After a few months, Huawei is now bored of the idea that the Hongmeng home market operating system can serve as a replacement for Google's Android on its smartphones. SVP Catherine Chen told journalists in Brussels yesterday that Hongmeng is not designed for smartphones and that Huawei plans to continue using Android, the Chinese news agency Xinhua reports.
This follows the same comments last week from Chairman Liang Hua, who said in responses indicated by TechNode that "[Huawei not yet] has decided whether the Hongmeng OS can be developed in the future as an operating system for smartphones." Liang says the system is designed as a low-latency solution for IoT devices, while Chen describes it as being "for industrial use."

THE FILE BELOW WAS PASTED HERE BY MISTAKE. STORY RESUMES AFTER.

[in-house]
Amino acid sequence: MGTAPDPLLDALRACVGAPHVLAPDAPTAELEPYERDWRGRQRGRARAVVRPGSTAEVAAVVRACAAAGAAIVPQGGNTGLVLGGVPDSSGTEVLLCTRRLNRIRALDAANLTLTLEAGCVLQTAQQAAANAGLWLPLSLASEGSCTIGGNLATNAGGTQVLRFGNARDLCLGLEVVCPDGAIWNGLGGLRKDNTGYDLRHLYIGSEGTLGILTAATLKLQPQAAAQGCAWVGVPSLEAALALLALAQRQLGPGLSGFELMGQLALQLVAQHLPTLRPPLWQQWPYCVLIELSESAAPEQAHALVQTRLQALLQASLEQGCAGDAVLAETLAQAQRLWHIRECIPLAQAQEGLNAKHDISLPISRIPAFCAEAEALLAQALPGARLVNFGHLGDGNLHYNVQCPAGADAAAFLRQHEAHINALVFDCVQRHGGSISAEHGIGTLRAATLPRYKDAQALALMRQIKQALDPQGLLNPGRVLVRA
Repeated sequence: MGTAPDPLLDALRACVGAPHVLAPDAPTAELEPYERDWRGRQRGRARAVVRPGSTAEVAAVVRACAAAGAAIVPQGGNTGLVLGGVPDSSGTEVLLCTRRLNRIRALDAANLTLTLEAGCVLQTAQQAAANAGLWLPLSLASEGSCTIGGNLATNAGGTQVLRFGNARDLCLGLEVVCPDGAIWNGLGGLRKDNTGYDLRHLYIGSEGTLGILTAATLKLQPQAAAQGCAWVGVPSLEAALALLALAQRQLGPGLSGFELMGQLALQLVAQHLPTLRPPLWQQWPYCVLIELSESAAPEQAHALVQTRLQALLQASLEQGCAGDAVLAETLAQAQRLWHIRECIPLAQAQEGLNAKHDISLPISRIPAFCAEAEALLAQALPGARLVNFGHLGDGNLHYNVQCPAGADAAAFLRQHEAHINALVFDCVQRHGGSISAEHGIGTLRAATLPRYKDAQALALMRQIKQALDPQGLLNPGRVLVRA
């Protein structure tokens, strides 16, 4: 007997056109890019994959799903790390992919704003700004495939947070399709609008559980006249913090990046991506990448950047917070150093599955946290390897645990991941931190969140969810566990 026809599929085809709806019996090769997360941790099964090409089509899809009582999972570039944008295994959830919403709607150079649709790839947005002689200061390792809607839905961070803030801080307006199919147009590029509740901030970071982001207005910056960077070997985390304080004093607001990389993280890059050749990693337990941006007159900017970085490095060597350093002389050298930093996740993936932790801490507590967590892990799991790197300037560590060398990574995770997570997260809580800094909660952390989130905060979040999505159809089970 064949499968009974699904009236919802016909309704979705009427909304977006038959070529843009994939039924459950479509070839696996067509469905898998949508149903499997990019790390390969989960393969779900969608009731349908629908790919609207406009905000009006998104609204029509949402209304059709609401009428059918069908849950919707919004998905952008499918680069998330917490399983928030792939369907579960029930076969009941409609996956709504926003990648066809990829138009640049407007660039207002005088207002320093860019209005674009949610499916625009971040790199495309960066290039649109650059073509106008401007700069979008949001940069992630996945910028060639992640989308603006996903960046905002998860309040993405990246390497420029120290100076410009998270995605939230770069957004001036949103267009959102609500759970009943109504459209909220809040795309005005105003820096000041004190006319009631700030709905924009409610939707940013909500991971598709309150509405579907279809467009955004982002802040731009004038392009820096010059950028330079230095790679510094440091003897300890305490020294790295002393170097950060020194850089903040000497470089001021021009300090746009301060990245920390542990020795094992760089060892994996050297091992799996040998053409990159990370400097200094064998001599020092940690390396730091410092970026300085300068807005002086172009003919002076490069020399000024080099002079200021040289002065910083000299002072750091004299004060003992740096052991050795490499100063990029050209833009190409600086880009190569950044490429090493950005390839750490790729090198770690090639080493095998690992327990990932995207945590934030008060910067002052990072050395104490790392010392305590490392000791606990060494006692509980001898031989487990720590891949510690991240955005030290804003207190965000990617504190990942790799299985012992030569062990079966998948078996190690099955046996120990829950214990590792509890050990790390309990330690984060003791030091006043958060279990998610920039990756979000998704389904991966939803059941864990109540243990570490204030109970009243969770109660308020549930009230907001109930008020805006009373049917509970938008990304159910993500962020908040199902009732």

That is a shift from the previous message exchange from Huawei, which indicates that the company was willing to make a switch. "Huawei is starting a replacement," communication VP Andrew Williamson Reuters said in June, adding that it would be "in months" ready in the case of a blacklist for Android. "It is not something that Huawei wants. We are very happy to be part of the Android family, but Hongmeng is being tested, mainly in China." Richard Yu, CEO of the consumer department, also said earlier this year that Huawei was ready would be to use his alternatives.
The point can of course be disputed if the recent relaxation of trade restrictions on Huawei by the US influences the company's ability to interact with Google. But whatever the outcome, it is less than ever clear how ready Huawei would be to do it alone.